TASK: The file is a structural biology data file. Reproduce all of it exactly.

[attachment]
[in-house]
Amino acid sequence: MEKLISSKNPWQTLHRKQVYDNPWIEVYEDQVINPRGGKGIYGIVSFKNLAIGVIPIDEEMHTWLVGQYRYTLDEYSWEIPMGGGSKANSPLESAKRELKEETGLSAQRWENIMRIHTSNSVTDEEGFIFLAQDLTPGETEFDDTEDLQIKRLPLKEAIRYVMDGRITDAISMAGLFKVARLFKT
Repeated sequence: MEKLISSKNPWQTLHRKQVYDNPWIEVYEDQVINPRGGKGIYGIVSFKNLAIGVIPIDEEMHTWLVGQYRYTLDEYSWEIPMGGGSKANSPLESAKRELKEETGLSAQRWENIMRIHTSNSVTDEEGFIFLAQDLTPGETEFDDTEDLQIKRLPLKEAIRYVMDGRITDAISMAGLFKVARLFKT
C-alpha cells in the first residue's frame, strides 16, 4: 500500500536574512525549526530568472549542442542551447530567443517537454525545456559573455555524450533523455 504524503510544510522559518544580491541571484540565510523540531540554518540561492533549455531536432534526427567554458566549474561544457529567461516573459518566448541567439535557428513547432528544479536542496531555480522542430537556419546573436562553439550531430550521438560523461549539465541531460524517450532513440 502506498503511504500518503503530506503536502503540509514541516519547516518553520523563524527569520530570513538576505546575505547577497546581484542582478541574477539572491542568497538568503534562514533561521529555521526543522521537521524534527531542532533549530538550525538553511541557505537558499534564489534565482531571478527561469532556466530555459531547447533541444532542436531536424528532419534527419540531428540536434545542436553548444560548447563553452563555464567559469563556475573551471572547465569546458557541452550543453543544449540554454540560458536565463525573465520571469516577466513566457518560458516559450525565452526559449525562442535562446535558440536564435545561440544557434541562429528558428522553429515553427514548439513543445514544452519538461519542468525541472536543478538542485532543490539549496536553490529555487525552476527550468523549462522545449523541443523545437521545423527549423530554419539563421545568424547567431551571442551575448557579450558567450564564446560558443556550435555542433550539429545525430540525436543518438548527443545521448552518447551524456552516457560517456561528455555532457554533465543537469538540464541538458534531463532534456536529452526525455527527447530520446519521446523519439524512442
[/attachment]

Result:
[in-house]
Amino acid sequence: MEKLISSKNPWQTLHRKQVYDNPWIEVYEDQVINPRGGKGIYGIVSFKNLAIGVIPIDEEMHTWLVGQYRYTLDEYSWEIPMGGGSKANSPLESAKRELKEETGLSAQRWENIMRIHTSNSVTDEEGFIFLAQDLTPGETEFDDTEDLQIKRLPLKEAIRYVMDGRITDAISMAGLFKVARLFKT
Repeated sequence: MEKLISSKNPWQTLHRKQVYDNPWIEVYEDQVINPRGGKGIYGIVSFKNLAIGVIPIDEEMHTWLVGQYRYTLDEYSWEIPMGGGSKANSPLESAKRELKEETGLSAQRWENIMRIHTSNSVTDEEGFIFLAQDLTPGETEFDDTEDLQIKRLPLKEAIRYVMDGRITDAISMAGLFKVARLFKT
C-alpha cells in the first residue's frame, strides 16, 4: 500500500536574512525549526530568472549542442542551447530567443517537454525545456559573455555524450533523455 504524503510544510522559518544580491541571484540565510523540531540554518540561492533549455531536432534526427567554458566549474561544457529567461516573459518566448541567439535557428513547432528544479536542496531555480522542430537556419546573436562553439550531430550521438560523461549539465541531460524517450532513440 502506498503511504500518503503530506503536502503540509514541516519547516518553520523563524527569520530570513538576505546575505547577497546581484542582478541574477539572491542568497538568503534562514533561521529555521526543522521537521524534527531542532533549530538550525538553511541557505537558499534564489534565482531571478527561469532556466530555459531547447533541444532542436531536424528532419534527419540531428540536434545542436553548444560548447563553452563555464567559469563556475573551471572547465569546458557541452550543453543544449540554454540560458536565463525573465520571469516577466513566457518560458516559450525565452526559449525562442535562446535558440536564435545561440544557434541562429528558428522553429515553427514548439513543445514544452519538461519542468525541472536543478538542485532543490539549496536553490529555487525552476527550468523549462522545449523541443523545437521545423527549423530554419539563421545568424547567431551571442551575448557579450558567450564564446560558443556550435555542433550539429545525430540525436543518438548527443545521448552518447551524456552516457560517456561528455555532457554533465543537469538540464541538458534531463532534456536529452526525455527527447530520446519521446523519439524512442